When the last story book has been read and the lights are off, Bean-girl will often ask my husband or I for a story told “out of your head.” I sometimes re-tell her stories about how her father and I met, or of our wedding (she loves these), or of the day she was born or the day that Baby Legume was born. Sometimes I make up a story about Moon the white unicorn, a chapter in our private serial involving unicorns and the Bean-girl. She’s got a unicorn obsession these days, along with her dinosaur obsession. Moon the silver-white unicorn usually takes Bean-girl on a flight somewhere, or sometimes goes to Bean-girl’s school for show-and-tell. I have a poor imagination, so the other day I threw in some Tolkien, and had Moon and Bean-girl taking tea with Bilbo Baggins in the forest. But after I had explained what a hobbit was, Bean-girl insisted that the hobbit be female, so the story morphed into one of Moon and Bean-girl taking tea with Rose the hobbit (I told you, I have a poor imagination).
What stories does the Bean-dad tell his four-year old at night? He tells her the saga of Anakin Skywalker and the Skywalker twins.
Not long ago, I overhead him telling Bean-girl about how Anakin gets his hand cut off by Obi-wan Kenobe. “Is that really an appropriate story for her at this age?” I thought, but did not voice. Then over the past two weeks, both trilogies of the Star Wars series were shown on cable TV. Last weekend I saw Bean-girl and her father cuddled on the couch, watching the climactic battle scene between Anakin and Obi-wan, fought above rivers of flowing lava (shades of Mount Doom…). “Do you really think this is appropriate for Bean-girl,” I said aloud this time. Husband waved me off, and Bean-girl watched as Anakin first got his hand sliced off, then burst into flame and was abandoned to die by his mentor. She appeared fascinated.
This morning the kids invaded our bed as usual. Bean-girl demanded to watch cartoons, and Husband sleepily reached for the remote. “Empire Strikes Back” was playing. In a scene that I had completely forgotten, Luke Skywalker was captured by what appeared to be the Abominable Snowman. To escape, Luke sliced off the Abominable Snowman’s hand. “There is a LOT of slicing off of hands in this series!” I announced.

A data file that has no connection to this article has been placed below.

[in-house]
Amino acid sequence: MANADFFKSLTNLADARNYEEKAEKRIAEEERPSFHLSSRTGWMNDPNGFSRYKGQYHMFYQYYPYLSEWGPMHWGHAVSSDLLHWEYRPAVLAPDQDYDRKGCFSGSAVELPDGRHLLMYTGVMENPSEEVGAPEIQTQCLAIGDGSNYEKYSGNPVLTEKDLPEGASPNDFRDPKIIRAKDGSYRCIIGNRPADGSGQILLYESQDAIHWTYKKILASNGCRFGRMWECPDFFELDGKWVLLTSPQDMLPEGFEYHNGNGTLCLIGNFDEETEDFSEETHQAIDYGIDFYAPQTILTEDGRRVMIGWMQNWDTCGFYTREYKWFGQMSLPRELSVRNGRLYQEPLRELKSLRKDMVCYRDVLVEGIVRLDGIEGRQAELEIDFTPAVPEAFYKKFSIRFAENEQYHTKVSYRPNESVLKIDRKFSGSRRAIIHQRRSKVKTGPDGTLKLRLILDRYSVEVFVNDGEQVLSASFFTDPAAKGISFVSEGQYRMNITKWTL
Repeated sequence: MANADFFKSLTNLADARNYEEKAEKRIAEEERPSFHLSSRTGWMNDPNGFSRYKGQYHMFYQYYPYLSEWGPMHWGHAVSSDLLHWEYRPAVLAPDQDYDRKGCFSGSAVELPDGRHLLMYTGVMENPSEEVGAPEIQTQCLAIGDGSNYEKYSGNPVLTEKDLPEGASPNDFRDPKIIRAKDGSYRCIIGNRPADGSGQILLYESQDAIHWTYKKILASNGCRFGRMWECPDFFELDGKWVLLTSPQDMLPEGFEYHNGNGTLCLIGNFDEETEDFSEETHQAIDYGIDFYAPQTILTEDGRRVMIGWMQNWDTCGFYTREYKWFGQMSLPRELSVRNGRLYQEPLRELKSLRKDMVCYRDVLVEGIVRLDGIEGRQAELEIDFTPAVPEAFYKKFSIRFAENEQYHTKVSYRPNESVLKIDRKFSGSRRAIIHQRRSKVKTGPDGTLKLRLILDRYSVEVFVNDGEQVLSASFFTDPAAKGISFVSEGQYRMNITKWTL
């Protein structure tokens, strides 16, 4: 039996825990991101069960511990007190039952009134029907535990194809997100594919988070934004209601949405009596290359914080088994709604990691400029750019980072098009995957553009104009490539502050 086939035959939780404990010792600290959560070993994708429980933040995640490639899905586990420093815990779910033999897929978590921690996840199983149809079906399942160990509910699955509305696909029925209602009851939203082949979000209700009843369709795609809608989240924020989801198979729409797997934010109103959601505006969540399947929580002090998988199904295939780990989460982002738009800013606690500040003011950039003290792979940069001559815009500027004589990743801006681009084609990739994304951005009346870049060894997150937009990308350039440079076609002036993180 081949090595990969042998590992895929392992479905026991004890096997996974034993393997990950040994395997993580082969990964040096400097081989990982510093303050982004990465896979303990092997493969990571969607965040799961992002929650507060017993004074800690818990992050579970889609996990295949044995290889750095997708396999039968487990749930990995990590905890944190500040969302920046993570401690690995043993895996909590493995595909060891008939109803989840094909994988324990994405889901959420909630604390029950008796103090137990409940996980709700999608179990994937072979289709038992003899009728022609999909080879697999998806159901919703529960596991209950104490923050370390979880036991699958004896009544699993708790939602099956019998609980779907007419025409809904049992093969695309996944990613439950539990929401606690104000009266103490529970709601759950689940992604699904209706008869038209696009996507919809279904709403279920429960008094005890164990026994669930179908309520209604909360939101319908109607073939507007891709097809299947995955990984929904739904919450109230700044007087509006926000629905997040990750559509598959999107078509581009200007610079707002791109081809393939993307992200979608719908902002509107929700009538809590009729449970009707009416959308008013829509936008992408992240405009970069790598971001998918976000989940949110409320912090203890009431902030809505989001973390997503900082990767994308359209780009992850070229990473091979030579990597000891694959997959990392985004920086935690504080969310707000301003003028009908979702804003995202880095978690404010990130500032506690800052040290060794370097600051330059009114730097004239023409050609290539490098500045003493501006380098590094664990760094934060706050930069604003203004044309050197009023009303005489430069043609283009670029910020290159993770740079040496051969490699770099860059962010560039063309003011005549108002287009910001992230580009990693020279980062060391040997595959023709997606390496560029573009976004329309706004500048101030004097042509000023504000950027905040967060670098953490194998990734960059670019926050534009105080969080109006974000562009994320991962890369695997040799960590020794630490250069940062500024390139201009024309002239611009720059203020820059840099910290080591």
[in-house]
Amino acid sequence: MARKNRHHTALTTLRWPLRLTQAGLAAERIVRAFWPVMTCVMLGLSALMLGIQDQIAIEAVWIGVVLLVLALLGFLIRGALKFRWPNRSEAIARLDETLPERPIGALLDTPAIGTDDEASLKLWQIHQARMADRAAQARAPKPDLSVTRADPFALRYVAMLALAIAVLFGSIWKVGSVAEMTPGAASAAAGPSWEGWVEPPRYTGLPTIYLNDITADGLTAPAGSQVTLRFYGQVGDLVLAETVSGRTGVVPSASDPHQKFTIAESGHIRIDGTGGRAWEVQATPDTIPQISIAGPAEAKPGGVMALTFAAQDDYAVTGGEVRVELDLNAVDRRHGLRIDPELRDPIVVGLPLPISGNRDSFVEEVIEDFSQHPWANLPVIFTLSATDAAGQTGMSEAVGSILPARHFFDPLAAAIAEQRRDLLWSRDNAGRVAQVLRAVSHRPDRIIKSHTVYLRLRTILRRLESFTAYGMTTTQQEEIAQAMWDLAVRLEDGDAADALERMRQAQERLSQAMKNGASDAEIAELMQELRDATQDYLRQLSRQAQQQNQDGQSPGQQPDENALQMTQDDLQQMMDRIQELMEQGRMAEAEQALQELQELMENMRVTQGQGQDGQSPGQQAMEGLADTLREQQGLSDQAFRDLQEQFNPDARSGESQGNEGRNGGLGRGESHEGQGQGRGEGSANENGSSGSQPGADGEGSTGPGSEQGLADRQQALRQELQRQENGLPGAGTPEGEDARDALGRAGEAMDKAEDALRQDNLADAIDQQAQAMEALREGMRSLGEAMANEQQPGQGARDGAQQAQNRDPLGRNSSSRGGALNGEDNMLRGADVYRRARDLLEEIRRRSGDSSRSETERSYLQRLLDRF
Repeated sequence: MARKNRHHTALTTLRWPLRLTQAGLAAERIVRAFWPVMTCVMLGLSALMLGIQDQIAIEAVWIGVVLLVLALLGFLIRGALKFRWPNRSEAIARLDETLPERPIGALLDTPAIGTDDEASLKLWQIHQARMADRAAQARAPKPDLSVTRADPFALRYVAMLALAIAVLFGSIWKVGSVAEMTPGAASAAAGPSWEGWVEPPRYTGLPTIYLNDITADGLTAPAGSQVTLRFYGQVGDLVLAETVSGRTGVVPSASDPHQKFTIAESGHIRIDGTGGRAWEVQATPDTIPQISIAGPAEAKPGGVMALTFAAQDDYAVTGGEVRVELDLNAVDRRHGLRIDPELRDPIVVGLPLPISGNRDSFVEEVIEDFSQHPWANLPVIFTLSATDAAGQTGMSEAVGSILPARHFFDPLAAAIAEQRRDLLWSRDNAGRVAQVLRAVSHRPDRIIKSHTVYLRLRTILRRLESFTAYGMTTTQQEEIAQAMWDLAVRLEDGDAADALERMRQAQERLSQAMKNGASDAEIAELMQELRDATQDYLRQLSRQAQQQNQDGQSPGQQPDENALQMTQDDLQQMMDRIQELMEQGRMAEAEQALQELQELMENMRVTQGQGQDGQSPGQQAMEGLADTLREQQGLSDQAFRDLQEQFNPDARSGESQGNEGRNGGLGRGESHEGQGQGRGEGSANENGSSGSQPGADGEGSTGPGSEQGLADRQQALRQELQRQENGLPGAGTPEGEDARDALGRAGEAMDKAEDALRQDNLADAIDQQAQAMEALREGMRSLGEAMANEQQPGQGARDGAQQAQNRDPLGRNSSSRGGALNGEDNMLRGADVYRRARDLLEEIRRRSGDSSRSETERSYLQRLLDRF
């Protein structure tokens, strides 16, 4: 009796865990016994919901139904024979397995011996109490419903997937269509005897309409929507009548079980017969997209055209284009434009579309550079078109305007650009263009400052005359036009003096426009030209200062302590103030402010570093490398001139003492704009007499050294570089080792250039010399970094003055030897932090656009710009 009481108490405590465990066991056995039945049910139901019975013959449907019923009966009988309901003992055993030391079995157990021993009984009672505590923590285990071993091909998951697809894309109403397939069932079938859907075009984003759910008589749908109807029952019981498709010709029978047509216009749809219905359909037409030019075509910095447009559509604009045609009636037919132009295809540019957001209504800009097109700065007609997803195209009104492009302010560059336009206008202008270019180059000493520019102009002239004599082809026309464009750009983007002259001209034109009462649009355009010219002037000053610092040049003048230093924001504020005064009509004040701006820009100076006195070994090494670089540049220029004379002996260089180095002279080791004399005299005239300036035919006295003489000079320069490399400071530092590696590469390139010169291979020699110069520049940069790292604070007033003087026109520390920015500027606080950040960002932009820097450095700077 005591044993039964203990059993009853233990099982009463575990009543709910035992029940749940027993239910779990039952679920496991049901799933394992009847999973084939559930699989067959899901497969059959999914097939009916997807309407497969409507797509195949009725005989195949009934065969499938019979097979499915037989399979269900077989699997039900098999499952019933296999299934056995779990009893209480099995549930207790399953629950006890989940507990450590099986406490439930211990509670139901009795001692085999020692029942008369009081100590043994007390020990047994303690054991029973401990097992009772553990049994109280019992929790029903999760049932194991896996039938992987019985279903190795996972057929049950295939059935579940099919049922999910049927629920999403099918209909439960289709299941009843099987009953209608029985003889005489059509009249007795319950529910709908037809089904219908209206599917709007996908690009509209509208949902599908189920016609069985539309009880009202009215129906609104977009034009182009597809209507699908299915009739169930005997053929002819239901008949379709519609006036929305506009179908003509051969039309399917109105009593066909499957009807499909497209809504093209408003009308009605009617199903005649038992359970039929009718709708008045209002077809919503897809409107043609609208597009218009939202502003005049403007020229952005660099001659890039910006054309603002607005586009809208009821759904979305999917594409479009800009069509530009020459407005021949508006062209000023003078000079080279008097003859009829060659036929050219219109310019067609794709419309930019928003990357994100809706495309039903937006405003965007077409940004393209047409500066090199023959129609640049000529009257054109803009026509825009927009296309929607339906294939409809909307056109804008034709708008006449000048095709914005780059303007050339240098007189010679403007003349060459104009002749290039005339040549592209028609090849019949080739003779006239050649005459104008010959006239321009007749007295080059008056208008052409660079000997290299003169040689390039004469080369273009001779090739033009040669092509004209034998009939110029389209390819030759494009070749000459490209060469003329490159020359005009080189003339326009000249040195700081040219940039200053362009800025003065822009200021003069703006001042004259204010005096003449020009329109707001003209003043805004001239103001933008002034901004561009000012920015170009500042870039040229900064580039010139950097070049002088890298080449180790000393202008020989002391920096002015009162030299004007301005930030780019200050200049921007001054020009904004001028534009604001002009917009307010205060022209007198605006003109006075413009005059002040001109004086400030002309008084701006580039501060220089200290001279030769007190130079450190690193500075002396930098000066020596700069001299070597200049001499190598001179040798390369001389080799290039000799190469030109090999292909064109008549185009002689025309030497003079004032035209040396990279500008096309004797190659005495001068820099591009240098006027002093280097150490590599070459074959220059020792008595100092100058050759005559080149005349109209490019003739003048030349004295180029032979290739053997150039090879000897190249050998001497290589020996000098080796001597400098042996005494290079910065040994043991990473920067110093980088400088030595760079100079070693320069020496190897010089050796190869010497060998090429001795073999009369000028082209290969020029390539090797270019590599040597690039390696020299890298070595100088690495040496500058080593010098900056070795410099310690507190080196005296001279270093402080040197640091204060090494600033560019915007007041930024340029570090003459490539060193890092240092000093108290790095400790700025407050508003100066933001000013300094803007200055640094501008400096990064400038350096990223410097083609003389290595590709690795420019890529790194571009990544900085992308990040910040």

Thankfully, we had places to be and things to do, and the Star Wars marathon was temporarily halted. But tonight, as I went to collect Bean-girl for bed, I found her sitting with her father, watching the end of “Empire Strikes Back”, nearing the climactic scene where Luke get his hand sliced off.
“I DON’T think Bean-girl should be watching this,” I said, and swept Bean-girl away just before Luke followed family tradition and got his hand severed.
“But Mom,” Bean-girl wailed. “I LOVE Star Wars! I really do! And I’m not scared at all, not at all, and I don’t know why you won’t let me watch it and I LOVE it!”
Uh, right. Can a four-year old really love this stuff?
She’s such a little chicken, scared of the playground slide and going too fast on a swing, stopping me when a bedtime story gets too scary for her, bursting into tears the time we took her to a movie theatre to see “Horton Hears a Who.” Shouldn’t watching dismemberment be at least as disturbing?
Then again, one of the last times her grandfather was here, Bean-girl joined him in watching “Dr. Who” and the scary Daleks and whatever ugly monster race was featured that week. I dragged her away to bed, and she spent the next two days proclaiming that she loved Dr. Who and had to find out what happened at the end of that episode…
Between a mama who tell crazy unicorn/hobbit stories and a dad who lets her watch Star Wars, Bean-girl is going to grow up to be a helpless geek, isn’t she?
Hopefully she won't be traumatized as well.
*By the way, though I count myself as a sci-fi geek, I never ever could get into the Star Wars saga. Not even during college, when I was subjected to multiple marathon viewing sessions in the dorms. It has always just seemed rather cheesy to me. And don’t get me started on the wretched “Phantom Menace”, the only one of the “new” trilogy that I’ve seen all the way through. *